Today’s Wonder of the Day was inspired by brodey. brodey Wonders, “Where do the American Indians live?” Thanks for WONDERing with us, brodey!

Have you ever learned about pioneers heading West in covered wagons? Maybe you’ve read books about settlers. Have you ever WONDERed, were there people living in the western U.S. before white settlers came? How did settlers get their land in the west? 

When settlers came to the western U.S., American Indian tribes were already living there. Beginning in 1851, the U.S. government set aside some areas of land and forced American Indians to live there. These were called reservations. European-American, or white, settlers wanted new land to live on and farm. The western U.S. seemed like the perfect place. The problem was that American Indians were already living on that land. Making American Indians live on reservations left more land for white settlers to use. 

When settlers and American Indians lived close to each other, there was often conflict. Living on reservations made it hard for American Indians to live as they always had. White settlers wanted American Indians to live and act as they did. In other words, they wanted American Indians to assimilate to white culture. When different groups blend in with the main culture of a place, it is called assimilation. 

Assimilation was also the goal of the U.S. government. At the time, it was thought that it was the best way for different kinds of people to live together. Part of their plan for assimilation was changing the way that American Indians lived. Before the Dawes Act, most American Indians lived on tribal lands and owned their land communally—they all owned it together. Many did not live in the same place all the time. Instead, they moved around often. Settlers, on the other hand, owned land individually. In other words, each family owned their own land and worked on it by themselves. They stayed in their homes and did not move around. 

As more and more settlers began to move west in the 1800s, there was more conflict with American Indians. In 1887, the government passed the Dawes Act to pressure American Indians to assimilate. The Act aimed to make it so that American Indians would own their land individually, the way white settlers did. The government would divide up the land that American Indians lived on and give some of it back to each person or family. The head of each family would get either 160 or 320 acres of land. 160 acres was for farming and 320 was for raising grazing animals like cattle. Only American Indians who agreed to this would be allowed to be U.S. citizens.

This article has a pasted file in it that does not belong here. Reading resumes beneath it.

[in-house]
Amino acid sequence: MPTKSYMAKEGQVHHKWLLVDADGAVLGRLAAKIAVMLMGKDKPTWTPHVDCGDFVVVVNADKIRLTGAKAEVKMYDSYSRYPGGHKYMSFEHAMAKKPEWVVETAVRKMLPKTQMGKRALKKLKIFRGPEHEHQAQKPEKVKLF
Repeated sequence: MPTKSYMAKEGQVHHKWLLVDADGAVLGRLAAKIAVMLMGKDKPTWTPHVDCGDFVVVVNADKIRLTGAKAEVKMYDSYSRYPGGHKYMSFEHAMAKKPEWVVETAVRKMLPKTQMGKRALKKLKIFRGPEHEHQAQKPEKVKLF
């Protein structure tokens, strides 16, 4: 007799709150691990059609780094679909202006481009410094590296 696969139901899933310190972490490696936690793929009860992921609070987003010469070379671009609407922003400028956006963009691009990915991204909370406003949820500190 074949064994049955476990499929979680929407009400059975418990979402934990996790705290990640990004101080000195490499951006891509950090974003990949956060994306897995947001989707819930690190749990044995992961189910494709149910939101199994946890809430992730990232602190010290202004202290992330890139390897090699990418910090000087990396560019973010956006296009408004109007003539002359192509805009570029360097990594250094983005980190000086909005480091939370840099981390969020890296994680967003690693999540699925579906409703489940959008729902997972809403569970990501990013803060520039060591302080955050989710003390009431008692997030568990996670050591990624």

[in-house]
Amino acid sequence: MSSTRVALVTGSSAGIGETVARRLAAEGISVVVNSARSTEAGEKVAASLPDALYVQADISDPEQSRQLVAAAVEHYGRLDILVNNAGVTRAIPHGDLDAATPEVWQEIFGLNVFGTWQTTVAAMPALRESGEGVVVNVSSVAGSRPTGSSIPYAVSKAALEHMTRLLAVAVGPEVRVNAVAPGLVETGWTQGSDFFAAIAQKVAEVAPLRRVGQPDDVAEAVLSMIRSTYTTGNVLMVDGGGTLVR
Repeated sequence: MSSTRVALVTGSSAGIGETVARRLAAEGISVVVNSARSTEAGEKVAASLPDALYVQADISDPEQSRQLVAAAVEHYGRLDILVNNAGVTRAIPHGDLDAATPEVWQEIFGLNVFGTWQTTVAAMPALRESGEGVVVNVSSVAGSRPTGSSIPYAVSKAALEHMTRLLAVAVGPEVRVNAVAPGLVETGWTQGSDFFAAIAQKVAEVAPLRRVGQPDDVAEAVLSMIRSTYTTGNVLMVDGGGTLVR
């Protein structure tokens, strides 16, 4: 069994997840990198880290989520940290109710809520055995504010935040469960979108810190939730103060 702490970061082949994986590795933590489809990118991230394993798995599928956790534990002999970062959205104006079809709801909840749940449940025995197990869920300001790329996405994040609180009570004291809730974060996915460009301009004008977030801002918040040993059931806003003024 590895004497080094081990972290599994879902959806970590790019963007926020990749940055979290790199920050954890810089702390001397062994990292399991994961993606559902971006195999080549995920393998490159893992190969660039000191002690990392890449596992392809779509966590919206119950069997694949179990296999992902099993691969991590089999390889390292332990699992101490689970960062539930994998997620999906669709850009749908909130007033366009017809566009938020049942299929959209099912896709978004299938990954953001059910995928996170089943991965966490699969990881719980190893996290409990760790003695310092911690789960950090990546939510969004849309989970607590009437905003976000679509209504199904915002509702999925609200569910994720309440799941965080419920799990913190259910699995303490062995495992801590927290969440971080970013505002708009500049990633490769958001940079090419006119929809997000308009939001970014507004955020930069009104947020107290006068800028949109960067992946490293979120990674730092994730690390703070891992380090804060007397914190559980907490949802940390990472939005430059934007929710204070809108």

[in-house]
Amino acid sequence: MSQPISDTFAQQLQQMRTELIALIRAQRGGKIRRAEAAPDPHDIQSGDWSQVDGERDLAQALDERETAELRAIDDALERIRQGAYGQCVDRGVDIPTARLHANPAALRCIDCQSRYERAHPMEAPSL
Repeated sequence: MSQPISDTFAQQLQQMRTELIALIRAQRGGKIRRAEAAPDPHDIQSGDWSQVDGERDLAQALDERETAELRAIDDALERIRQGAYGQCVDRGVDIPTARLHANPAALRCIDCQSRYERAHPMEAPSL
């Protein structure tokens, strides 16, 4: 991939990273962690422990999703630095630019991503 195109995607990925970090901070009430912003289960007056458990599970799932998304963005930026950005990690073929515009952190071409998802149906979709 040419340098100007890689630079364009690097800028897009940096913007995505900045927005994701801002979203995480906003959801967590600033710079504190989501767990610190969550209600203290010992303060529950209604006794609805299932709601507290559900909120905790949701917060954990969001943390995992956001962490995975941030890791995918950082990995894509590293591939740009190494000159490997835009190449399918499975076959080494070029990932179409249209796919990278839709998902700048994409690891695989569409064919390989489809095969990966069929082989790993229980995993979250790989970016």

One problem with this, from the American Indians’ point of view, was that they did not want to live on individual plots of land and either farm or raise cattle. They wanted to live according to their culture and traditions. Another big problem was that when the government divided up their land, the tribe lost a lot of area. When the head of each family got their piece of land, there was a lot left over. The government took those plots  and sold them to settlers. 

In all, American Indians lost more than 90 million acres in this way. Before the Dawes Act, tribes had controlled about 150 million acres—so most of their land was taken from them. Many times, tribes were not even paid for the land that was taken. When they were paid, they were not given the full value for their land. 

There were other effects of Dawes. One was that many American Indians got land meant for farming that was not good farmland. They could not raise crops there. There was also not enough land for American Indian families to pass down to their children. Many American Indians became poor because of the Dawes Act. But one of the biggest effects of Dawes was the change to American Indian cultures. Tribes that had lived one way—moving around and owning land together—were made to live another way. Their cultures were changed forever.

The Dawes Act stayed in effect until the 1930s. Then, the U.S. Indian Reorganization Act ended the rules of the Dawes Act. The government could not undo the harms that Dawes had caused, though. What would you have done differently?

Standards: CCRA.R.1, CCRA.R.3, CCRA.R.4, CCRA.R.6, CCRA.R.10, CCRA.W.3, CCRA.W.4, CCRA.L.1, CCRA.L.2, CCRA.L.3, CCRA.L.4, CCRA.L.5, CCRA.L.6, C3.D2.His.2, C3.D2.Civ.3, C3.D2.Civ.4, C3.D2.Civ.8

Wonder What's Next?

Mmmm! Can you smell that? Join us in Wonderopolis today as we defrost that frozen Frisbee and bake it into a tasty treat!